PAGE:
Topical Questions

T1. [207003] Andrew Mackinlay (Thurrock) (Lab): If he will make a statement on his departmental responsibilities.

The Secretary of State for Business, Enterprise and Regulatory Reform (Mr. John Hutton): The central purpose of the Department for Business, Enterprise and Regulatory Reform is to help to ensure the success of UK businesses in an increasingly competitive world. We promote business growth and a strong enterprise economy, lead the better regulation agenda and champion free and fair markets. We are the shareholder in a number of Government-owned assets, such as Royal Mail, and we work to secure clean and competitively priced energy supplies.

Andrew Mackinlay: I thank the Secretary of State, but when he goes back to his civil servants he should say that they left out the important words “protecting the consumer” from what he just said. Will he consider legislation to protect the consumer against abuse by mail order businesses, particularly some high-performing, big names in the retail market—Sainsbury’s, AOL and computer firms—so that instead of having to listen to Vivaldi six or seven times, or 100 times, we can get through to a live person for a swift remedy? Particularly disadvantaged are the poorest and most disadvantaged and inarticulate people who want swift remedies from those rogue but big-named retail outfits. Get my drift?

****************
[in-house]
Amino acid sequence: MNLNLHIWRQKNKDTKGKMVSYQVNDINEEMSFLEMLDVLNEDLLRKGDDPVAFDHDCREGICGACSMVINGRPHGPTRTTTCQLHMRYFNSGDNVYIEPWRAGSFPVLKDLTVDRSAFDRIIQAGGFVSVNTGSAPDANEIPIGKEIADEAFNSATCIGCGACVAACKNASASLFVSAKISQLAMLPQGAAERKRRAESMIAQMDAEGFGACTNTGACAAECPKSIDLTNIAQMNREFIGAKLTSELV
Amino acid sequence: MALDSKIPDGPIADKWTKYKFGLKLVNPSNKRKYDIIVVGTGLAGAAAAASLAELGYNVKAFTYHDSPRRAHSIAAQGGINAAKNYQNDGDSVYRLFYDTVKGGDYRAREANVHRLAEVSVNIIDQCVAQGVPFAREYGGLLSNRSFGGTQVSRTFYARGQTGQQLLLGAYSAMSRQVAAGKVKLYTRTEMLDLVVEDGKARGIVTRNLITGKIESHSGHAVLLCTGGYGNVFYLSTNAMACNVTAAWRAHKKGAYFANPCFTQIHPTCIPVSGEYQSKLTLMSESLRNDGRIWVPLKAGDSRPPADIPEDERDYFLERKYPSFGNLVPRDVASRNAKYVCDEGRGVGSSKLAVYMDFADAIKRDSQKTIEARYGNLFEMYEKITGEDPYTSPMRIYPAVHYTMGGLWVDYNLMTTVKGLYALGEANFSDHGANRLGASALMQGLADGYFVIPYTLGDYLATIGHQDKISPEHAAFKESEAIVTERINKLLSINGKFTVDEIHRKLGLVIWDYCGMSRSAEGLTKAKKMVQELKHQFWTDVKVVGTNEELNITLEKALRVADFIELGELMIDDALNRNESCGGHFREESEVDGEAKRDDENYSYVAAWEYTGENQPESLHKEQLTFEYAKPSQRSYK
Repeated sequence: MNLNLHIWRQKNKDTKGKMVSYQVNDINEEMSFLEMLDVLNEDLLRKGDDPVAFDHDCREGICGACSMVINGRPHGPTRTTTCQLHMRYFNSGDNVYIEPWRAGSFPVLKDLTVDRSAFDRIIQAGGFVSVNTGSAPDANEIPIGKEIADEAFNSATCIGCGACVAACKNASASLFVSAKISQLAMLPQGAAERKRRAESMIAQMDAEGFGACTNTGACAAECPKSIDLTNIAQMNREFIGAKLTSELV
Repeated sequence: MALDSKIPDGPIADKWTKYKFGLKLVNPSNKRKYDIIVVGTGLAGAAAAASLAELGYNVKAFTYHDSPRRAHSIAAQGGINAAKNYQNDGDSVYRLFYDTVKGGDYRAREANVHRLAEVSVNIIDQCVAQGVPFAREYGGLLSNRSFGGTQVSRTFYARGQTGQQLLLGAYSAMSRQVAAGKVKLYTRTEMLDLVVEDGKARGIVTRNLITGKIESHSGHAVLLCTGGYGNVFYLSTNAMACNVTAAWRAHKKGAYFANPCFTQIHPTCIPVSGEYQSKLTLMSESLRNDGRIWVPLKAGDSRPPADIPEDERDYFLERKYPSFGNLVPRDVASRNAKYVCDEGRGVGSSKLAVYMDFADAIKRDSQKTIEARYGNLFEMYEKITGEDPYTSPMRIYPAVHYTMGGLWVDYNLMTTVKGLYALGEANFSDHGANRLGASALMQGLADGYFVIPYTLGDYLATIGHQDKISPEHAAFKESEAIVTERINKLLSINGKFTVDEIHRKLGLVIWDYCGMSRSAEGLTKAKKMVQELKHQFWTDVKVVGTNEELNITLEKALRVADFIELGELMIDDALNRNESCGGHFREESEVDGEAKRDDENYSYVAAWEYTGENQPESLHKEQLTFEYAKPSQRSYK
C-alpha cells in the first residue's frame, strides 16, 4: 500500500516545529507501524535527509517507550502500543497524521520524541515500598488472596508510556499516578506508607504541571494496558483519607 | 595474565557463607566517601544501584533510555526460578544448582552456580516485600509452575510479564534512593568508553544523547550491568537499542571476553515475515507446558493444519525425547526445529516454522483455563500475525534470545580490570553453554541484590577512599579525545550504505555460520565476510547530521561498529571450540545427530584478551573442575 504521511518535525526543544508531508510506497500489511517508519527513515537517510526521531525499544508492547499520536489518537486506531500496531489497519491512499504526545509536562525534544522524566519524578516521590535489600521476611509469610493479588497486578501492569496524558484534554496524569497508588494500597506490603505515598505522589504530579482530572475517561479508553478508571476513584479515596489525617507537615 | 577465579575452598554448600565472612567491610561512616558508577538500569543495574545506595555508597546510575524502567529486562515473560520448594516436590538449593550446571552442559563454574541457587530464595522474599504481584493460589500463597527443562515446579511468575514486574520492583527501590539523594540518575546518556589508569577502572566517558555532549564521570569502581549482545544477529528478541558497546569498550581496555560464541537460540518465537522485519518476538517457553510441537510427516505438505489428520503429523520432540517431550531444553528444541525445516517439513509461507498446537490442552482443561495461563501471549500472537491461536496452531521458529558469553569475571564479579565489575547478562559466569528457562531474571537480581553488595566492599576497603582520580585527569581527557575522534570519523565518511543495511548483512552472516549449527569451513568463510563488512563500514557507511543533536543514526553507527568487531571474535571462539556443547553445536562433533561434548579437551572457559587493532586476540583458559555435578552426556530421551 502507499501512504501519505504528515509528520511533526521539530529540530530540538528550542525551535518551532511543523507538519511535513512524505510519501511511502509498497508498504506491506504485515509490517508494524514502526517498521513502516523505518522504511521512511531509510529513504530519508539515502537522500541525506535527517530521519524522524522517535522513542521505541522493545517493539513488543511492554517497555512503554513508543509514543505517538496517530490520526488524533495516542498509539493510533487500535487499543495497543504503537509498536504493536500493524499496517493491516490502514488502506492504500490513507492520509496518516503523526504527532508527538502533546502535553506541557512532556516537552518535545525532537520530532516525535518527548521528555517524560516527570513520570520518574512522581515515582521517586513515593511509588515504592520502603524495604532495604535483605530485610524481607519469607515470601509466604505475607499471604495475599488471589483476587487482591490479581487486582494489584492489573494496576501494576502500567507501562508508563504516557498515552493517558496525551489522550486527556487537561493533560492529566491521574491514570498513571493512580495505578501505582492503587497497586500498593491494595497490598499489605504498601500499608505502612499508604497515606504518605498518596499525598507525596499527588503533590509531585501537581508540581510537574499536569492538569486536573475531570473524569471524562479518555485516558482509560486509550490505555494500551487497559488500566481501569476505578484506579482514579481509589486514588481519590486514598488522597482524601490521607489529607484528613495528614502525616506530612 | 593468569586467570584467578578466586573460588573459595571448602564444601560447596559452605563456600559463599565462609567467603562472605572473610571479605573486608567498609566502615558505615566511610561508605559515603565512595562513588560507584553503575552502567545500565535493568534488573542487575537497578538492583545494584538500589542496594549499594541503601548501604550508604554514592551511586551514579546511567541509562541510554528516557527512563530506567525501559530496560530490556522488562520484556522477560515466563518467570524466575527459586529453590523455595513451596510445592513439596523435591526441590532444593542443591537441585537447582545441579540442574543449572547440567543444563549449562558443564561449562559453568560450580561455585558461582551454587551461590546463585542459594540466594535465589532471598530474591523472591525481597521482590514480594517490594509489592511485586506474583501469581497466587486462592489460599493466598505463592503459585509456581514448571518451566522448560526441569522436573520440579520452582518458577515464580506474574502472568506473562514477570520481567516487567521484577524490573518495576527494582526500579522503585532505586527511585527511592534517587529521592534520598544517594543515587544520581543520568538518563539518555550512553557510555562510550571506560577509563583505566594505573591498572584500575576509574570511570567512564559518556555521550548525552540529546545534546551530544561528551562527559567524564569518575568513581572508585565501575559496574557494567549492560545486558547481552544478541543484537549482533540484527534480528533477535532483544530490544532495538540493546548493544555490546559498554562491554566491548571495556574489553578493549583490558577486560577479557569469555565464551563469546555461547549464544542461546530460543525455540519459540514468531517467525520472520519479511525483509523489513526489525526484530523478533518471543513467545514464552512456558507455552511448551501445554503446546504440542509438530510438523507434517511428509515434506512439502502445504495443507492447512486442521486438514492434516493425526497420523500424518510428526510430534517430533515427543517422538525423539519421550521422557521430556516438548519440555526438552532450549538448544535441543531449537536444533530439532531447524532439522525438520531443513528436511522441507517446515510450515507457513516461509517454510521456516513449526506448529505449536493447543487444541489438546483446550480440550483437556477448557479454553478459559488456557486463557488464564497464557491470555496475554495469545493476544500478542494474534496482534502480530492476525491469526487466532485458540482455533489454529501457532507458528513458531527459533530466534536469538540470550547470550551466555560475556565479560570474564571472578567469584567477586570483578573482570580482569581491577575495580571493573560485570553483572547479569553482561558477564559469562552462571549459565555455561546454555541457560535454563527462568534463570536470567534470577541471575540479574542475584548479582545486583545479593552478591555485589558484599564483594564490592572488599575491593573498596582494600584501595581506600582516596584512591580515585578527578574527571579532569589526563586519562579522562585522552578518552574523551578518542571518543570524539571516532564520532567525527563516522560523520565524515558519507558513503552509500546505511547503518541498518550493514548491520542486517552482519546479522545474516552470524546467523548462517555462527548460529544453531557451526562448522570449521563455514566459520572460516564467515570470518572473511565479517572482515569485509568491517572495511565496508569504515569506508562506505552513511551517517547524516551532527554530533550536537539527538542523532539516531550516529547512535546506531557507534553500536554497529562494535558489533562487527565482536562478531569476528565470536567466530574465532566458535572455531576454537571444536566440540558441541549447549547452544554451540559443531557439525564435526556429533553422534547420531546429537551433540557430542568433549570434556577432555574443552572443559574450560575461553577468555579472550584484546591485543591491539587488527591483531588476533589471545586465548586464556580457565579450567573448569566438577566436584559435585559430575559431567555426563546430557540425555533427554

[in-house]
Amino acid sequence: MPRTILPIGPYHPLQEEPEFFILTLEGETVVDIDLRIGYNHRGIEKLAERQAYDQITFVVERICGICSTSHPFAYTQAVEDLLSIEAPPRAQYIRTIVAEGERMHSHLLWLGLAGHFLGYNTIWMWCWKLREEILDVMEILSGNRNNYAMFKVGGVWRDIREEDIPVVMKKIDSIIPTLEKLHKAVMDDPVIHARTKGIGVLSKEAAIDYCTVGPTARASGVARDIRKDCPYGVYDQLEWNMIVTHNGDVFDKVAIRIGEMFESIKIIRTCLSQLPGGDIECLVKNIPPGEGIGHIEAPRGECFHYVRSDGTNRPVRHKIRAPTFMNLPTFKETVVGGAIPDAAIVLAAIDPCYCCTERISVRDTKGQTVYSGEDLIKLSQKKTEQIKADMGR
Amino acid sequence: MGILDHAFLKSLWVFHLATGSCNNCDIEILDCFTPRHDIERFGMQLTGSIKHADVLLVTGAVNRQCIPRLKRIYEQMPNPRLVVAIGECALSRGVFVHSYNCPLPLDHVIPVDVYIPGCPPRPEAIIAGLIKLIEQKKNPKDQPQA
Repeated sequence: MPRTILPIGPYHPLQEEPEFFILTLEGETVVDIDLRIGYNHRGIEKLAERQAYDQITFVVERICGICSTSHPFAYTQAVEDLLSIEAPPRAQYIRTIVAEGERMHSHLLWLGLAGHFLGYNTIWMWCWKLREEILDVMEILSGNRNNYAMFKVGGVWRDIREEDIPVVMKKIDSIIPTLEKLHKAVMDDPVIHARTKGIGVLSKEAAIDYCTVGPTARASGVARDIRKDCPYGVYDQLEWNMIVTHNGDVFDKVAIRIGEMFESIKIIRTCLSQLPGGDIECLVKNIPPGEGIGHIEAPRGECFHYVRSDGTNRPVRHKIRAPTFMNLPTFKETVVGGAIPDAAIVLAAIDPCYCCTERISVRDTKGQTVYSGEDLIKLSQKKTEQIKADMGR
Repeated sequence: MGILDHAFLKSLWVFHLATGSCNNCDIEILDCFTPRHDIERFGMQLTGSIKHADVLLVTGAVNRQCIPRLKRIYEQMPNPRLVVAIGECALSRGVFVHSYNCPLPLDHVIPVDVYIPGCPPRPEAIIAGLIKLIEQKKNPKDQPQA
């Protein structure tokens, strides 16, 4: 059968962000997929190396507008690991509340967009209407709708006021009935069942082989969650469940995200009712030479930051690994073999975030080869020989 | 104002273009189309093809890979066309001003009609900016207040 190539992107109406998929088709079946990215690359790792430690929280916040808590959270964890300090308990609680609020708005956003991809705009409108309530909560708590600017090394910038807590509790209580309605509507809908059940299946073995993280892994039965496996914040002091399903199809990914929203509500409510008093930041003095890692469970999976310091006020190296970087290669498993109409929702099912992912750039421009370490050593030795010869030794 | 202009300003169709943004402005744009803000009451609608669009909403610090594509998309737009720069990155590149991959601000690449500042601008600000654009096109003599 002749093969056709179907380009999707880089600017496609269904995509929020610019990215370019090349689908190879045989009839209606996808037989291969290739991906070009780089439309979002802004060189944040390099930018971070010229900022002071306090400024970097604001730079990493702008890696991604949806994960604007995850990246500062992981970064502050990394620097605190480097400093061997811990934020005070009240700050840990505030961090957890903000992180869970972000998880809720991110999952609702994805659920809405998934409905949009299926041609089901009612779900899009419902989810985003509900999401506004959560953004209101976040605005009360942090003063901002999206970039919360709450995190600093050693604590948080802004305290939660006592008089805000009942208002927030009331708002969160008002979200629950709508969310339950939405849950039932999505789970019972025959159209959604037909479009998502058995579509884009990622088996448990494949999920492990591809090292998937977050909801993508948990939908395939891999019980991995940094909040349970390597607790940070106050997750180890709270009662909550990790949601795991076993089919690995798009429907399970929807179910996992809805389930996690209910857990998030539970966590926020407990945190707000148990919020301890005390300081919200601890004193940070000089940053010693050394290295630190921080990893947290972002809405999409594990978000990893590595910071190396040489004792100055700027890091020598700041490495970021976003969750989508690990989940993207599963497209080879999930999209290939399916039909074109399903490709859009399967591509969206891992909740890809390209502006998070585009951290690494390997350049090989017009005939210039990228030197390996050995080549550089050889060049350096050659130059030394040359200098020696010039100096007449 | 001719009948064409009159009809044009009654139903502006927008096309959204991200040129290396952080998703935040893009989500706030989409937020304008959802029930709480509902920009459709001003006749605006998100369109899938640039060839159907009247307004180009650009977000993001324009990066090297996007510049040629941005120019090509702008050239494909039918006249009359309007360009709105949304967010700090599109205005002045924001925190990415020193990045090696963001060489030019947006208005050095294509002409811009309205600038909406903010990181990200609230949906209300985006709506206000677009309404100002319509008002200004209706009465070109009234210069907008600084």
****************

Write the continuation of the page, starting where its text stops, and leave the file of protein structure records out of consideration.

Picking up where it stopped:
Mr. Hutton: In my answer, I made it very clear that the central purpose of the Department is to support fair markets, and implicit in that is that we look after the needs of consumers. Fair markets do not exist unless there are proper consumer safeguard standards. On the point that my hon. Friend made, we have put in additional resources and strengthened the law to deal with the abuses that he and others have brought to our attention in the House. I reject absolutely his suggestion that we are not bothered about the needs of consumers. We put a very high premium indeed on protecting consumers from unfair trading practices.